A COUPLE from the North-East whose ten-year-old son has a fatal disease joined a lobby of Downing Street to plead for more funding for groundbreaking research.

Daniel Miller has duchenne muscular dystrophy (DMD), a genetic condition that leaves sufferers in a wheelchair by the age of nine and kills them by their early 20s.

His parents, Ian and Susan, say Daniel's condition has improved dramatically because of his treatment at the International Centre for Life, in Newcastle.

But scientists say the gene therapy research, which is carried out jointly with centres in London and Oxford, needs a £5m cash injection if a cure is to be found.

Yesterday, Mr and Mrs Miller were among nearly 200 people who handed in petitions, both at Number 10 and the Department of Health, ahead of a crunch meeting with ministers next week.

Mrs Miller, of Great Lumley, County Durham, said: "The treatment Daniel has received means he is still walking, 18 months after we were told he would be in a wheelchair.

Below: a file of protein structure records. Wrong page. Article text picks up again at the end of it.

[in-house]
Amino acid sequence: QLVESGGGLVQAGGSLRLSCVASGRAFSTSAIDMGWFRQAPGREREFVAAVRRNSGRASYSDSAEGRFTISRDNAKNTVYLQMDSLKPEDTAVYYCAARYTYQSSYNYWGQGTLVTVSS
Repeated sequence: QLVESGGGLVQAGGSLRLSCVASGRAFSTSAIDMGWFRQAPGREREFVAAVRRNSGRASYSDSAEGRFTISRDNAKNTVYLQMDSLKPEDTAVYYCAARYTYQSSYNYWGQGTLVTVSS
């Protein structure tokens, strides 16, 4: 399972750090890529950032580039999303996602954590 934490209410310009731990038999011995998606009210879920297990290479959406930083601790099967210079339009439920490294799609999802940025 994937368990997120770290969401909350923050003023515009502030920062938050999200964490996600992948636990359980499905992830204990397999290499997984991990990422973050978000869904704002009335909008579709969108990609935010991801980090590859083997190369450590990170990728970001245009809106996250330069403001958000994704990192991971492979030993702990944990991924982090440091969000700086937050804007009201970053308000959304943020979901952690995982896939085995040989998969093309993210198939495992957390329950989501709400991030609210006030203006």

"His quality of life is so much better, because his backbone is better, so he is breathing more easily and he could avoid a spinal operation.

"The work being done at Newcastle is fantastic and is drawing in consultants from around the world - and £5m is not a lot of money, really."

DMD, caused by a rare genetic error only identified in 1986, is the biggest genetic child-killer and claims the lives of more than 100 boys a year in the UK.

Last year, the Government announced a £1.6m research grant, to be shared between the laboratories in Newcastle, London and Oxford.

On Tuesday, campaigners will meet health ministers to press the case for a further £5m that scientists hope will allow them to find a cure.